HAWL, Syria (North Press) – IDPs in Syria’s Hawl camp, north of Hasakah, called on the Iraqi government to reopen the door for their return and facilitate their arrival to their families, and denied belonging to the Islamic State (ISIS).
Most of them were displaced during the battles between the Iraqi armed forces and ISIS.
The Iraqi government stopped repatriating Iraqi families displaced to Hawl camp between 2019 and 2020 due to the security situation, coronavirus outbreak, and the fact that some Iraqi tribal leaders accused them of belonging to ISIS.
Hawl camp houses about 65,000 people, including Iraqi refugees, Syrian IDPs, and ISIS families, living in 13,000 tents, according to the camp administration.
Umm Muhammad, from Iraq’s Anbar province, was displaced with her three daughters six years ago. She called on her relatives in Iraq, the tribal sheikhs, and the Iraqi government to let them return back to their areas.
She said that she, with her three daughters, put their names on the lists of those to be repatriated and provided all necessary documents, but the trips had stopped.
“They told us that the Popular Mobilization Units (PMU, an Iranian-backed military force in Iraq), which were fighting alongside the Iraqi army, would punish all those living in the areas controlled by ISIS, so I fled to Syria,“ she added.
The Iraqi refugees, who number about 36,000, including 14,000 children and more than 20,000 women, live in four sectors in Hawl camp, which suffers from a shortage of humanitarian aid.
A refugee who introduced herself as Umm Ahmad said that her family of seven depends on selling vegetables and ice blocks in the camp, to maintain their livelihood.
She added that she would like to return to Iraq to live in her country with her family.
She stated that her husband died in prison in 2012, and that three years ago they had to flee from Anbar in Iraq.
‘We are not ISIS’
Azraa Mahmoud, an Iraqi refugee from Anbar, said that she arrived at the camp a year and a half ago, adding, “I had to stay in Baghouz because I have two children with special needs and my mother is an old woman.”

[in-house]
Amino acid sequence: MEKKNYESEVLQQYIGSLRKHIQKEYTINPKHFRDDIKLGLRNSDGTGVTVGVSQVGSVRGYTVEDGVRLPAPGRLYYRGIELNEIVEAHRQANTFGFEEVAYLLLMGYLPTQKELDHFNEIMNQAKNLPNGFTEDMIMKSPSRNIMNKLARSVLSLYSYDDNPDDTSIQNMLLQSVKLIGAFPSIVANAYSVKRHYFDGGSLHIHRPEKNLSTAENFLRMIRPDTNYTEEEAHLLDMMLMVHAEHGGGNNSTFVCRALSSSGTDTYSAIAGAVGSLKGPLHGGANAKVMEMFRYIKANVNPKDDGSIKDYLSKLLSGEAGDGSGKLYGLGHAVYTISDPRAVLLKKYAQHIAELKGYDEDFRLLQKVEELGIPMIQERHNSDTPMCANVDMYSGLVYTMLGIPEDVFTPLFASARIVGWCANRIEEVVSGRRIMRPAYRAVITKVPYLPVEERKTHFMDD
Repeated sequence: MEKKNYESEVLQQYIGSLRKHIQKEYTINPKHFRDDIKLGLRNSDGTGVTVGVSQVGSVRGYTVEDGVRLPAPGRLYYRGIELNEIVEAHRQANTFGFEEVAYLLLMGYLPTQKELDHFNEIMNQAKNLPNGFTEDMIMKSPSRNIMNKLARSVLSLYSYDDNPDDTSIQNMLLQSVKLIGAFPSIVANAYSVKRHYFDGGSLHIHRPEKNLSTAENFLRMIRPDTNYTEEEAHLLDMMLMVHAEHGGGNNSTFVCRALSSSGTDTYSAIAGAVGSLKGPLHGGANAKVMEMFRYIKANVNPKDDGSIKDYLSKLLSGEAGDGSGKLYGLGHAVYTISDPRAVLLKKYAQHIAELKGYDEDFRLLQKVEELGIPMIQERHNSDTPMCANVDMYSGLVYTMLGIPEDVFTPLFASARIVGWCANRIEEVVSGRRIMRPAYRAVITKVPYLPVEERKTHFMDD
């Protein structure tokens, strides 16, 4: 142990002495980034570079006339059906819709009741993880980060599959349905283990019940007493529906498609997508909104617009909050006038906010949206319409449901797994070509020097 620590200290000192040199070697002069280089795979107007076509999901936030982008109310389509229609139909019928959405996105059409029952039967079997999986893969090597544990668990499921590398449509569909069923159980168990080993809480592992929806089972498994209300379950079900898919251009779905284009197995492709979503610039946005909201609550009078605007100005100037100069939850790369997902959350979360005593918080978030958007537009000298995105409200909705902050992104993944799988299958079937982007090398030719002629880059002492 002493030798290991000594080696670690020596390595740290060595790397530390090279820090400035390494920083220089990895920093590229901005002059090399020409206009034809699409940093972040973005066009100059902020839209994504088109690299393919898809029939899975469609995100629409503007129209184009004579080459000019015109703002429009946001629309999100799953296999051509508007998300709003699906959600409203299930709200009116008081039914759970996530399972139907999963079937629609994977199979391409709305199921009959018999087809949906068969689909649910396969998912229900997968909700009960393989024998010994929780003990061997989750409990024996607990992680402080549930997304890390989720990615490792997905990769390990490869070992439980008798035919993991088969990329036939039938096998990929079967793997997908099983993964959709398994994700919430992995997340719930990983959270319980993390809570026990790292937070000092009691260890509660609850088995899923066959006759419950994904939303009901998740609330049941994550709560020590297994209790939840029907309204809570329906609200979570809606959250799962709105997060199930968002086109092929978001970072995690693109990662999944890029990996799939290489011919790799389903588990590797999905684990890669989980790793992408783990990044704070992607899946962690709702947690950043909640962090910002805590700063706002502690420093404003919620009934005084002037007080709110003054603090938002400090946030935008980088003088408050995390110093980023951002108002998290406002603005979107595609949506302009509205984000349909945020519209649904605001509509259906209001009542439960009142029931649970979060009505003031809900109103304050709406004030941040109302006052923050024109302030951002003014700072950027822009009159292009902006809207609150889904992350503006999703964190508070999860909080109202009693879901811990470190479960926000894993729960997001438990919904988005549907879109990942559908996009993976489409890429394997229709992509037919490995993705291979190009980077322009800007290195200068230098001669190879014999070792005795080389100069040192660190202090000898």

Mahmoud stated that her husband is imprisoned by the Syrian Democratic Forces, “and I do not know anything about him.”
“We appeal them to sympathize with us. We have no work, no men, we have no power,” she said, calling on her government to act.
Hawl camp includes the largest number of women and children of ISIS militants in Syria and Iraq, whose number reaches about 11,000, according to the camp administration.
Hawl camp witnesses occasional escape attempts by ISIS families, in addition to assassinations and the burning of tents, according to the camp administration.
Suleiman Hammadi, head of the Iraqi Refugee Council in Hawl camp, said that there are Iraqi families who fled the camp and others who want to reach their areas through the Kurdistan Region of Iraq.
“This is because of the bad conditions that these families are going through, amid the lack of aid, especially food, provided to them by the organizations working in the camp,” Hammadi said.
The coordination between the Autonomous Administration and the Iraqi government resulted in nine repatriation trips for Iraqis in 2017 and 2018.
The total number of returnees at that time was about 7,500, according to Hamadi.
Hamadi added that they had registered the names of 250 families of about 1,500 people wishing to return before the Iraqi side stopped receiving flights.